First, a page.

On Tuesday (18), the international seminar “Resistance and Movement Construction: Confronting Neoliberalism from Feminist Economies and The Commons”, organized by the World March of Women, continues. This morning the debate on “Resistances in territories: accumulations, lessons and challenges” was attended by Alessia Dro, a member of the Kurdistan Women’s Liberation Movement, Sophie Ayoo Ogutu, who is a militant of the WMW in Kenya and acts on the articulation of popular feminist organizations in her country, and Osawa Binesh Albert, who is a board member of the United States Indigenous Environmental Network (IEN). The discussion was mediated by Chung-Wha Hong, director of Grassroot International.
Alessia presented reflections on the resistance of the Kurdish women and proposed a collective questioning about what is politics for women. Women are organized into feminist communes and collectively decide who will participate in mixed communes. They resist both state and corporations power. “We need to see history not from the hegemonic civilization of states, but from the democratic civilization of the people,” she says. On these principles, Kurdish women resist militarization, authoritarianism and religious intervention.
Feminism in communitie
Sophie spoke about the experience of women’s self-organization in communities in Kenya as a result of resistance to various oppressions. As a British colony, the Kenyan people were greatly explored, especially women. She reports that women walk a lot in the forests for water, firewood and food and that on the way they are sexually abused by the colonizers. When rape results in pregnancy, after birth the men decide if the children are killed, and in these cases the women are banned from the communities.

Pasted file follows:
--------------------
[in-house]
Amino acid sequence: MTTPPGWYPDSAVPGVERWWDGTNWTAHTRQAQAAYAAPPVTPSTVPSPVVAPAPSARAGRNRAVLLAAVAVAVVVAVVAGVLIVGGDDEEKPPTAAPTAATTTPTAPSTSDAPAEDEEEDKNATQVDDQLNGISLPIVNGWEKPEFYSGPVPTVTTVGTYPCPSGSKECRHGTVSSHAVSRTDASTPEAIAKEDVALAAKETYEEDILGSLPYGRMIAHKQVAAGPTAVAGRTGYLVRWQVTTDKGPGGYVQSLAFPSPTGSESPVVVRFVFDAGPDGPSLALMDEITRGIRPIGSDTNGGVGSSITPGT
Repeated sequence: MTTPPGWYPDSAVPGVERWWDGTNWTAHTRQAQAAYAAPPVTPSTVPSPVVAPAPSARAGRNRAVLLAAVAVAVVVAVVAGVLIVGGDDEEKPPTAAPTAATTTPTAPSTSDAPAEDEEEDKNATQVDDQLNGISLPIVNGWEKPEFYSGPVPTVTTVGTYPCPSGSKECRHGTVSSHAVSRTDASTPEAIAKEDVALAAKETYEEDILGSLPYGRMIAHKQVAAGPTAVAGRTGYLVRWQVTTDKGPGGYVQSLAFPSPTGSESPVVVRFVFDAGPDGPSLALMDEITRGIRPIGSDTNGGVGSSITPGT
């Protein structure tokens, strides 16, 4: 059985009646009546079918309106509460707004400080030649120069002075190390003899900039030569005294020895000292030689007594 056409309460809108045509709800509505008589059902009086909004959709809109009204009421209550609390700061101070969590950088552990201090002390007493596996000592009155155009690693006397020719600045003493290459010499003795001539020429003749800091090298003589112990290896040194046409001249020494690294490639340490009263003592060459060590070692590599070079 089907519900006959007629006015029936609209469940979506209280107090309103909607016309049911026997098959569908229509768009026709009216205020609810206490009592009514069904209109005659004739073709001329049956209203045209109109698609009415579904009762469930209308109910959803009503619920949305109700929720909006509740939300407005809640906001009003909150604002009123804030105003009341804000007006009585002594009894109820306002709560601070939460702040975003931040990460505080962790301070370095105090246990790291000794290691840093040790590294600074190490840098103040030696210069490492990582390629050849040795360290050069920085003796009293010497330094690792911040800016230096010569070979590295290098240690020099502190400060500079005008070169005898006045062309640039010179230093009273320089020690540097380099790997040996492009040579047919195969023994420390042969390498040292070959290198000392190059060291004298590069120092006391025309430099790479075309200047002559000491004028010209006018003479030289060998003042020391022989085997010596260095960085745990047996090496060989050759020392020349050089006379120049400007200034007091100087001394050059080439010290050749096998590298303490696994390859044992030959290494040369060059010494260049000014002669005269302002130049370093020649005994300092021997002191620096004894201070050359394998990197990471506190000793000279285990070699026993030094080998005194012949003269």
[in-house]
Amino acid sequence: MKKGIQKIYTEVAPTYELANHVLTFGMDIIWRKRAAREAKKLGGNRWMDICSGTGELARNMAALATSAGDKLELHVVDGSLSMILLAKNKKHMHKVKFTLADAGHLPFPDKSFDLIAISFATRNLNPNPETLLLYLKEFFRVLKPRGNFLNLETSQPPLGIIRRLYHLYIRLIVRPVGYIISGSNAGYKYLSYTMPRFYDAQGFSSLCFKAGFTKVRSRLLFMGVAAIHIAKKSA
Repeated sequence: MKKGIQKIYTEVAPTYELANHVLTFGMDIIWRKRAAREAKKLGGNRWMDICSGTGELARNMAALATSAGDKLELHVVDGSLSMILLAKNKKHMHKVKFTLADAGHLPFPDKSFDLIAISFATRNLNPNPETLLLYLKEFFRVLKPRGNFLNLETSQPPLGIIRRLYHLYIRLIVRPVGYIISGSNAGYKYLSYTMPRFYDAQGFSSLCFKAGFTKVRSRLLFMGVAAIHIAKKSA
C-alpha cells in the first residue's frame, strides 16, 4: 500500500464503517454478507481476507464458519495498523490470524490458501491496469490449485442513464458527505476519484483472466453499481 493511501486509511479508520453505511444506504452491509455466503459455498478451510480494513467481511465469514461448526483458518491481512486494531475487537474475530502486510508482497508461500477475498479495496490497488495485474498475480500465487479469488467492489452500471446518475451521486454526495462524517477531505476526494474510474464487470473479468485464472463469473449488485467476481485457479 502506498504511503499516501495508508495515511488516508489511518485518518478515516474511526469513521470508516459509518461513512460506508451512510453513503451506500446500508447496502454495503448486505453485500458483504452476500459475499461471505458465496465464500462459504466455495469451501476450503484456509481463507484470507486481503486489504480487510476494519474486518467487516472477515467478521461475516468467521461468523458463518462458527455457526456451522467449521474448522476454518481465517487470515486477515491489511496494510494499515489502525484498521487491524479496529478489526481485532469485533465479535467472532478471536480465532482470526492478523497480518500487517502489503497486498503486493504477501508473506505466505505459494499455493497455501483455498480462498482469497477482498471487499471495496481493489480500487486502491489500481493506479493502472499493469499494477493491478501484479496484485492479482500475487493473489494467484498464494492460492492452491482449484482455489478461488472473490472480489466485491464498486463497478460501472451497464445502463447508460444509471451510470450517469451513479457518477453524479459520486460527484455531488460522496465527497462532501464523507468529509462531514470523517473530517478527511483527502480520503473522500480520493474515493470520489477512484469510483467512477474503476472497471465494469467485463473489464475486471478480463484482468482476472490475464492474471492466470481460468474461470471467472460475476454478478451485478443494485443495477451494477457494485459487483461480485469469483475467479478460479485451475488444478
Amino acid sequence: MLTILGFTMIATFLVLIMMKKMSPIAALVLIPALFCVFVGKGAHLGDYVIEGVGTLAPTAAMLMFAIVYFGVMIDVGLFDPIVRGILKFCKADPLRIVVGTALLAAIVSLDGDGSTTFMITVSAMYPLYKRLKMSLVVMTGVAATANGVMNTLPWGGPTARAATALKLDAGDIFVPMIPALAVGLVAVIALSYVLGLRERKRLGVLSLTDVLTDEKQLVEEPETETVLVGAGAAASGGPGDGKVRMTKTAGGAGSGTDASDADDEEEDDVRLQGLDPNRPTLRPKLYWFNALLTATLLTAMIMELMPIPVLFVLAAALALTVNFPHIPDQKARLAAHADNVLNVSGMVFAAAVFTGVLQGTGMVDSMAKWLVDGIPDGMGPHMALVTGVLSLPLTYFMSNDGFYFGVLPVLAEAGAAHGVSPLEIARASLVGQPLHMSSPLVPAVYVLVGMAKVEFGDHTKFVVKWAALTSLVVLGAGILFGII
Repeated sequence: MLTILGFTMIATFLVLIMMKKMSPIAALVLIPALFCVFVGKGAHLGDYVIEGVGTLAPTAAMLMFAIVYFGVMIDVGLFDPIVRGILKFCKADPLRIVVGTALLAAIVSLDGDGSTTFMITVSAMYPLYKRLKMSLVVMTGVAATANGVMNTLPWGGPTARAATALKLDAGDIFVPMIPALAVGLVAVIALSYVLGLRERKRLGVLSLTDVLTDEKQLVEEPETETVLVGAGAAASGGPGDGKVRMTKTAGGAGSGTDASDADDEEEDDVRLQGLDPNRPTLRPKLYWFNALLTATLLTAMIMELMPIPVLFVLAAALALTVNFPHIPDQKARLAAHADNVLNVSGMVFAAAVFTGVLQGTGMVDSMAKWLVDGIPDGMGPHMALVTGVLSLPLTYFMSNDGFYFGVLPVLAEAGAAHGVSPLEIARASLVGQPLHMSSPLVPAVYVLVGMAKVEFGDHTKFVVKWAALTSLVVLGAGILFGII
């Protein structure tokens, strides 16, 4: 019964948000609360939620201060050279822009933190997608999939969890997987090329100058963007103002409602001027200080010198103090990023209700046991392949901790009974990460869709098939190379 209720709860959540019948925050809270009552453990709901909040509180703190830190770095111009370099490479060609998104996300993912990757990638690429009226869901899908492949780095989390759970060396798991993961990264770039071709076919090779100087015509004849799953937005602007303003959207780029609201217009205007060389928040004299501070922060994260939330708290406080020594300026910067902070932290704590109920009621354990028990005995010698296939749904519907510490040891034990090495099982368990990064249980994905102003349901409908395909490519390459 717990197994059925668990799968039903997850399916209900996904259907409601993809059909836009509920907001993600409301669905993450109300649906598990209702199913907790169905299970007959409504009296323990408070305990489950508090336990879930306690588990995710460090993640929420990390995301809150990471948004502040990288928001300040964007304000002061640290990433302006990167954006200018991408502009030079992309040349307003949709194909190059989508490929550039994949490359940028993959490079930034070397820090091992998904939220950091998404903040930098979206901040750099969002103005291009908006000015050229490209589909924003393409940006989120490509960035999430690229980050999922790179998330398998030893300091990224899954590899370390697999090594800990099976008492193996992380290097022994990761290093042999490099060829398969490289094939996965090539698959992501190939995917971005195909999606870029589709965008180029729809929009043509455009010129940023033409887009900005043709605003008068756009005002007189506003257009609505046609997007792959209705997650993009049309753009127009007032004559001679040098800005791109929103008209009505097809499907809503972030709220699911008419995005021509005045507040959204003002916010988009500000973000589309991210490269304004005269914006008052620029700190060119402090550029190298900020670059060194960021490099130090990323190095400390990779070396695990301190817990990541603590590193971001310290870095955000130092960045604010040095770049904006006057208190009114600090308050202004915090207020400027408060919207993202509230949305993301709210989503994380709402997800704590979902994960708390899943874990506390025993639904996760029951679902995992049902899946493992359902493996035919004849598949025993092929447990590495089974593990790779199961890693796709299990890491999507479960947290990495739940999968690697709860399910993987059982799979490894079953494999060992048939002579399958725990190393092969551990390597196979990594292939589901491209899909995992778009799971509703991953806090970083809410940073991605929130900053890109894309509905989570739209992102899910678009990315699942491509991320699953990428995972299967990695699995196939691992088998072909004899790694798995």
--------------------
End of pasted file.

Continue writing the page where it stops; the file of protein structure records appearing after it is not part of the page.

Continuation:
“What if we gathered and lived together?” Was one of the questions that drove the alliance between women in order to survive and transform their lives and the world. Today “Umoja Uaso Village” (word that means “together”) is the name of this first community, where all economy, politics and life are organized collectively by women. After this successful experience, other self-organized women’s communities have been built in the country. Sophie affirmed the importance of articulating these experiences to the feminist struggle of resistance to capitalism, which concretizes the feminist economy at the local level and becomes more potent in the construction of the World March of Women.
Capitalism destroys nature and life
Binesh told about the resistance of indigenous women in the United States. She spoke about the cosmology of her people, which is conflicting with the Western view. For them, protecting land and water is a very serious and important thing because they see a relationship of dependence between people and nature and, therefore, responsibility towards care – unlike the capitalist system, which calculates, trivializes, and destroys common goods. ”
She also comments that the Trump government has escalated violence and contradictions, but that the idea of development nonetheless fulfilled this role. “Development attacks women and Mother Earth,” she criticizes. Long ago, more than 500 Native American nations struggle against corporate control in the territories.
Resistance is life
The strength of these experiences of building resistance and popular and feminist self-organization inspire this morning’s debates, which contribute to the construction of the political imaginary of the world where we want to live, of the challenges and contradictions that we find in the way of its construction. The collective discussion affirmed the centrality of engage on fights that at the same time resist the violence and exploration of racist and patriarchal capitalism, but at the same time builds societies based on equality, justice and solidarity. The Kurdish expression “Berxwedan Jiyane” (“resistance is life”) sums up this political vision that guides the internationalist feminism of the World March of Women.
This afternoon, the discussions continues, with the theme “Feminism in movement”.